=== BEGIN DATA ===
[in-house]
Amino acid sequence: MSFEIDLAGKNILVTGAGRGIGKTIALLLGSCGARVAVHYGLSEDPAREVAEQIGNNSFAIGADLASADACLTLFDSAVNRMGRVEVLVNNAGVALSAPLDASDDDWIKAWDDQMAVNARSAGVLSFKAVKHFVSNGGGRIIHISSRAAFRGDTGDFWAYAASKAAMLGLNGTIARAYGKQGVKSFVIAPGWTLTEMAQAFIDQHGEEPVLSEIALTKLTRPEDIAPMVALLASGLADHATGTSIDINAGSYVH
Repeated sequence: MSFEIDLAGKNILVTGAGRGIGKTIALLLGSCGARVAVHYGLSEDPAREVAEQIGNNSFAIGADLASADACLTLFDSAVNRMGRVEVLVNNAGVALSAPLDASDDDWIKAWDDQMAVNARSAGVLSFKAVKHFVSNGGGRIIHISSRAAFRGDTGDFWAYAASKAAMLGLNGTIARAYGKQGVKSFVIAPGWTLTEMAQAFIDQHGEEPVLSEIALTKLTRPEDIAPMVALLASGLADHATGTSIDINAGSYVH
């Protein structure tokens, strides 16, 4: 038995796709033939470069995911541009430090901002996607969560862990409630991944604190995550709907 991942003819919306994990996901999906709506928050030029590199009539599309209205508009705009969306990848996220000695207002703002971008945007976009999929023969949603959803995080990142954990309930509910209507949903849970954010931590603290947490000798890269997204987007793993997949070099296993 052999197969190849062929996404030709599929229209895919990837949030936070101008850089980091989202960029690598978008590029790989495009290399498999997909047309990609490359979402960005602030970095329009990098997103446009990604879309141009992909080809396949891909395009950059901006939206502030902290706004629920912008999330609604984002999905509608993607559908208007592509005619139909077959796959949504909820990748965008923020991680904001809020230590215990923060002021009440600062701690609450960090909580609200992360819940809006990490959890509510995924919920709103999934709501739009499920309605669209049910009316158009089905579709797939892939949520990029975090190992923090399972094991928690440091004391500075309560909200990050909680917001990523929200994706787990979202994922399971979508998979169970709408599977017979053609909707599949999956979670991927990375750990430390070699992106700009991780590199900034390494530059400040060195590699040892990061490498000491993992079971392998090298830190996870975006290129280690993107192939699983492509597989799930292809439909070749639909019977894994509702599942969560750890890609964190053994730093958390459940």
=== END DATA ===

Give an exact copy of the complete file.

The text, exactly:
[in-house]
Amino acid sequence: MSFEIDLAGKNILVTGAGRGIGKTIALLLGSCGARVAVHYGLSEDPAREVAEQIGNNSFAIGADLASADACLTLFDSAVNRMGRVEVLVNNAGVALSAPLDASDDDWIKAWDDQMAVNARSAGVLSFKAVKHFVSNGGGRIIHISSRAAFRGDTGDFWAYAASKAAMLGLNGTIARAYGKQGVKSFVIAPGWTLTEMAQAFIDQHGEEPVLSEIALTKLTRPEDIAPMVALLASGLADHATGTSIDINAGSYVH
Repeated sequence: MSFEIDLAGKNILVTGAGRGIGKTIALLLGSCGARVAVHYGLSEDPAREVAEQIGNNSFAIGADLASADACLTLFDSAVNRMGRVEVLVNNAGVALSAPLDASDDDWIKAWDDQMAVNARSAGVLSFKAVKHFVSNGGGRIIHISSRAAFRGDTGDFWAYAASKAAMLGLNGTIARAYGKQGVKSFVIAPGWTLTEMAQAFIDQHGEEPVLSEIALTKLTRPEDIAPMVALLASGLADHATGTSIDINAGSYVH
């Protein structure tokens, strides 16, 4: 038995796709033939470069995911541009430090901002996607969560862990409630991944604190995550709907 991942003819919306994990996901999906709506928050030029590199009539599309209205508009705009969306990848996220000695207002703002971008945007976009999929023969949603959803995080990142954990309930509910209507949903849970954010931590603290947490000798890269997204987007793993997949070099296993 052999197969190849062929996404030709599929229209895919990837949030936070101008850089980091989202960029690598978008590029790989495009290399498999997909047309990609490359979402960005602030970095329009990098997103446009990604879309141009992909080809396949891909395009950059901006939206502030902290706004629920912008999330609604984002999905509608993607559908208007592509005619139909077959796959949504909820990748965008923020991680904001809020230590215990923060002021009440600062701690609450960090909580609200992360819940809006990490959890509510995924919920709103999934709501739009499920309605669209049910009316158009089905579709797939892939949520990029975090190992923090399972094991928690440091004391500075309560909200990050909680917001990523929200994706787990979202994922399971979508998979169970709408599977017979053609909707599949999956979670991927990375750990430390070699992106700009991780590199900034390494530059400040060195590699040892990061490498000491993992079971392998090298830190996870975006290129280690993107192939699983492509597989799930292809439909070749639909019977894994509702599942969560750890890609964190053994730093958390459940």